Offering Online Therapy

I offer HIPPA compliant Video Sessions for simple and secure session for for all new and returning clients. No download required. Please contact me for more information or if you would like to schedule an appointment or consultation. Thanks you! Greg Carpenter LMFT

Monday, October 15, 2007

The “Wow!” Factor

It is time to sell my 36-year old trusted Sea Ray powerboat (a lovely pea soup green). If it were a car, it would be warmly referred to as a jalopy. This boat helped to launch my love affair with the ocean. Preparing to list my trusted 19-foot powerboat for sale triggers many fond memories with family and friends on the waters off of Cape Cod.

Several years ago I took some friends out for a trip over to Oaks Bluff. The crew included the free spirited captain (me), my equally fearless 10-year old son, his Sunday School teacher, her husband (who has “water issues”) and their studious 14-year-old son. My wife took one look at the seas and decided to stay home with our daughter (more about discernment in another blog).

As we neared Martha’s Vineyard, the seas were a little wobbly but not a big deal. Because of my love of the ocean and attraction to “adrenalin moments,” I have a fair amount of boating experience in difficult waters (particularly for someone who grew up on the plains of Kansas). As we were departing from the island, we encountered 12-foot waves running almost back-to-back (standing up, all I could see was a wall of water). Big waves are less threatening when they run further apart. These waves were running unusually close together. This means little time for corrections and adjustments before encountering the next wave.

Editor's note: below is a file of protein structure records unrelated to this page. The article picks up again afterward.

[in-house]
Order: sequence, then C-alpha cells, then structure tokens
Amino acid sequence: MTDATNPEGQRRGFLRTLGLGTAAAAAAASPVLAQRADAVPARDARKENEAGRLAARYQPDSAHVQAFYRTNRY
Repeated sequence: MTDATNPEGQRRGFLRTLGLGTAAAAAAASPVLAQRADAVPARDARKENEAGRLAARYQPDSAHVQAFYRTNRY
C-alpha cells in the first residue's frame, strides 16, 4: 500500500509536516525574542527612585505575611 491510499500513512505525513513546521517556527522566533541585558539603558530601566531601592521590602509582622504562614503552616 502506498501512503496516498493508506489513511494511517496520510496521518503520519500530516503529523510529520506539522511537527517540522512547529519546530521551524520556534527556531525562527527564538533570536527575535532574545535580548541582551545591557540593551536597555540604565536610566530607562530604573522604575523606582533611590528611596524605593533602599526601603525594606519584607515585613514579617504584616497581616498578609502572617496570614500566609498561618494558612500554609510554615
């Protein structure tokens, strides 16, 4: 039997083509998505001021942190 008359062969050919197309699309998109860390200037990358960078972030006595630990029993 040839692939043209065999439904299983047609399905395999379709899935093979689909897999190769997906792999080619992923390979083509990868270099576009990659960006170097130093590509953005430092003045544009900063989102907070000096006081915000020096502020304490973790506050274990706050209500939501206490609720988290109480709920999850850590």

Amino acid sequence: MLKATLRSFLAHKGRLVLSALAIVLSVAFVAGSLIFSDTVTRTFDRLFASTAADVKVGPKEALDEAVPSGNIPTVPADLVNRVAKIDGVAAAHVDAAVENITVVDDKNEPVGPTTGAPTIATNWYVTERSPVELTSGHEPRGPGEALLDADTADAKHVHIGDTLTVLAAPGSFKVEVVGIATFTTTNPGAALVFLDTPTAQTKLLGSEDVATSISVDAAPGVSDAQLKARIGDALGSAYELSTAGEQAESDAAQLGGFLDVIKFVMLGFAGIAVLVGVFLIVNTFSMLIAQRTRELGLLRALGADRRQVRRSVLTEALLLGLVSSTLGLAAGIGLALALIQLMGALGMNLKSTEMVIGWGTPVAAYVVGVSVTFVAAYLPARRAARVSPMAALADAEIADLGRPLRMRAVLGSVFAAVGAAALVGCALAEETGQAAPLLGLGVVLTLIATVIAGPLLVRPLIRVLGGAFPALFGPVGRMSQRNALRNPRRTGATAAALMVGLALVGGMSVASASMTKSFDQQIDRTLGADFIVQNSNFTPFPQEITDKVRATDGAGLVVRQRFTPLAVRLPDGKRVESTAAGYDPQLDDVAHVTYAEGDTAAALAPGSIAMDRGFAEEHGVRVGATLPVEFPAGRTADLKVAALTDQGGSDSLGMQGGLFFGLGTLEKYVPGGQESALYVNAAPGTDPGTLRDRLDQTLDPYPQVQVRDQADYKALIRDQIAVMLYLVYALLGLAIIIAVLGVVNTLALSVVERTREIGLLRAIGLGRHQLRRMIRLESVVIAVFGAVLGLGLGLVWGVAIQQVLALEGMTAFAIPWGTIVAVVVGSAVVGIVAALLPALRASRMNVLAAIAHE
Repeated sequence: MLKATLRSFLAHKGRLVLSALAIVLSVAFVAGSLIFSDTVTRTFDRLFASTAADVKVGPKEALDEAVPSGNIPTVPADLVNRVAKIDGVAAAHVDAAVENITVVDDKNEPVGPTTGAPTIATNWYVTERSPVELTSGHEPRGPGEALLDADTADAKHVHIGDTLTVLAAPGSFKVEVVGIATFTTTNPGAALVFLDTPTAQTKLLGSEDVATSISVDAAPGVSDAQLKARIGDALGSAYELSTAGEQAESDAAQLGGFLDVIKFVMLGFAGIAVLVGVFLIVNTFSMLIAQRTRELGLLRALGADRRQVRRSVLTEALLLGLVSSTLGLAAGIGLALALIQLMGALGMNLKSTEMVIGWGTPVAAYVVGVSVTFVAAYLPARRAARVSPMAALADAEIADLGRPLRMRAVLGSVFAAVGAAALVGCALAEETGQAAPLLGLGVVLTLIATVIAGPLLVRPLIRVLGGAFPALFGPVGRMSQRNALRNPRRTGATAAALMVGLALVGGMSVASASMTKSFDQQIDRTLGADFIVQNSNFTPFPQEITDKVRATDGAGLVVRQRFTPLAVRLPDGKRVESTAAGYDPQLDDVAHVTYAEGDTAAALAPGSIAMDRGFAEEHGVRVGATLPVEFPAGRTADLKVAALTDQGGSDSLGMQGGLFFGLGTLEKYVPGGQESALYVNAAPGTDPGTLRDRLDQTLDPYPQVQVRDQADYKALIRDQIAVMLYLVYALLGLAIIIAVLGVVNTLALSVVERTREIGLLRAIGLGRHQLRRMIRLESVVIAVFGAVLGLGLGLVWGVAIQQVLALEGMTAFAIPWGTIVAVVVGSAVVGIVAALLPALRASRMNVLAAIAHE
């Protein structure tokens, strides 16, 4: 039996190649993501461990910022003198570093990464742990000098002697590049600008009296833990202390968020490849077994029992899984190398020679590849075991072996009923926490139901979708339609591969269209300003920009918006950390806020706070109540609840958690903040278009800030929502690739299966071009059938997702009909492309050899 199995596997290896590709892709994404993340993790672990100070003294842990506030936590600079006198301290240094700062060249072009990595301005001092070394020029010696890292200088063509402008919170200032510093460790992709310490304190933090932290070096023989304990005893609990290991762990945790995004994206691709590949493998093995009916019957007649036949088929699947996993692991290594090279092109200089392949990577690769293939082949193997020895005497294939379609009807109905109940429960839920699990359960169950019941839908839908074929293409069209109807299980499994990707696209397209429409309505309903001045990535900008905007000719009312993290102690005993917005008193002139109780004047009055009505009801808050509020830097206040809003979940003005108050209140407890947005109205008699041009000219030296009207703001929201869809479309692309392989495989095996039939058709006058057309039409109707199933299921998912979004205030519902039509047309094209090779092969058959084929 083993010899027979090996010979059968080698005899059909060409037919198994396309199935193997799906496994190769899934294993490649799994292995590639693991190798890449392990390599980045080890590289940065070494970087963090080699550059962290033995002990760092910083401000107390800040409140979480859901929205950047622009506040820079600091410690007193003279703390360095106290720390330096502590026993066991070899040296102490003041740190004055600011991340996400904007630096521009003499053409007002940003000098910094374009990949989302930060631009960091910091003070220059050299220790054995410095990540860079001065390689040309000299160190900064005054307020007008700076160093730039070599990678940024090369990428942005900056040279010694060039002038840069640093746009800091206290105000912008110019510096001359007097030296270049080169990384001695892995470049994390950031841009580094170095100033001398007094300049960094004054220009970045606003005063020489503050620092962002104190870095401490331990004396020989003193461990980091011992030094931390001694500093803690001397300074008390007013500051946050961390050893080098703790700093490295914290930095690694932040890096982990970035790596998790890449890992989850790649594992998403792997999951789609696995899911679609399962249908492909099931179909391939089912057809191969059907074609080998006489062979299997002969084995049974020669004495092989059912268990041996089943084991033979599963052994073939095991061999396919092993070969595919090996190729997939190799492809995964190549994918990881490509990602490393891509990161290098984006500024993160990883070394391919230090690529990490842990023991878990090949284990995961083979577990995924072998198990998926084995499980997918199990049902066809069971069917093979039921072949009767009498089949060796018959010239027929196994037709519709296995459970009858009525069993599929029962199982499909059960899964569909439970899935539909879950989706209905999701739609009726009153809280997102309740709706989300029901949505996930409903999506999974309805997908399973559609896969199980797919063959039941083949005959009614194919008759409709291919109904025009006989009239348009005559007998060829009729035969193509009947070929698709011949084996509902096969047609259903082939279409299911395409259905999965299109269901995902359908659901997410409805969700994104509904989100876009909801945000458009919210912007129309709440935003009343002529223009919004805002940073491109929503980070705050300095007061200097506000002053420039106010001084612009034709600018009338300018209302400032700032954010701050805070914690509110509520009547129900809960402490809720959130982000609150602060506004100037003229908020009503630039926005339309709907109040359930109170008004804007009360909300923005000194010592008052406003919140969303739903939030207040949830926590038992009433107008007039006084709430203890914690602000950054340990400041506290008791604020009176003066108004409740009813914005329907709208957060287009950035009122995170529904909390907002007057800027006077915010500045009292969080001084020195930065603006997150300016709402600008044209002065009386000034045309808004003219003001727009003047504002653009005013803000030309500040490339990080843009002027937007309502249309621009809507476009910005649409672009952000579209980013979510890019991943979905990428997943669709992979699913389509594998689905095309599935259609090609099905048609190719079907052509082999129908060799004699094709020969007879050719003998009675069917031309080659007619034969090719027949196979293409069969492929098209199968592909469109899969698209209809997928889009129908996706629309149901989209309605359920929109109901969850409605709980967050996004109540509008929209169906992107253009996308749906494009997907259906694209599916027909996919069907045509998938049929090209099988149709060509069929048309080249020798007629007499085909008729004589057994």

As we engaged the first wave, I pushed the throttle forward to make sure we didn't take a one over the bow and swamp the boat. The old Sea Ray launched off that wave and went completely airborne. For a brief moment, it felt like we were suspended in air as if someone had hit the “pause” button. Then as quick as the press of a button, we dropped and the boat’s hull landed against the ocean with a jarring impact and spray of water. I let out an exhilarated "Wow!" The 14-year old standing on my left looked over at me and said, "This is way beyond Wow!"

Turning around to check in on the rest of my crew, I noticed that my son’s Sunday-School teacher was now the student, following his lead on how to stay inside the boat during rough seas. They were both hunkered down. Her husband Mike was sitting at the stern (backseat) looking surprisingly calm for someone who can’t swim. I wondered if he was numb with fear or living in a state of “ignorance is bliss.”

To my surprise, he later reported that he was just enjoying the ride. A buddy of mine who is a psychologist in New Jersey has written a short, simple and yet meaningful book entitled, “Enjoy The Ride” (Dr. Lee Monday, When I get around to my own book, it may be entitled “Embracing the Wow!” This story and Lee’s writing share in common the theme that life is a gift. When this gift is opened we share and experience joy, beauty and pleasure. Yes, there is pain, struggle and difficulty. But when we “embrace the wow” we find that moment of getting outside of ourselves where time stands still if for only a moment.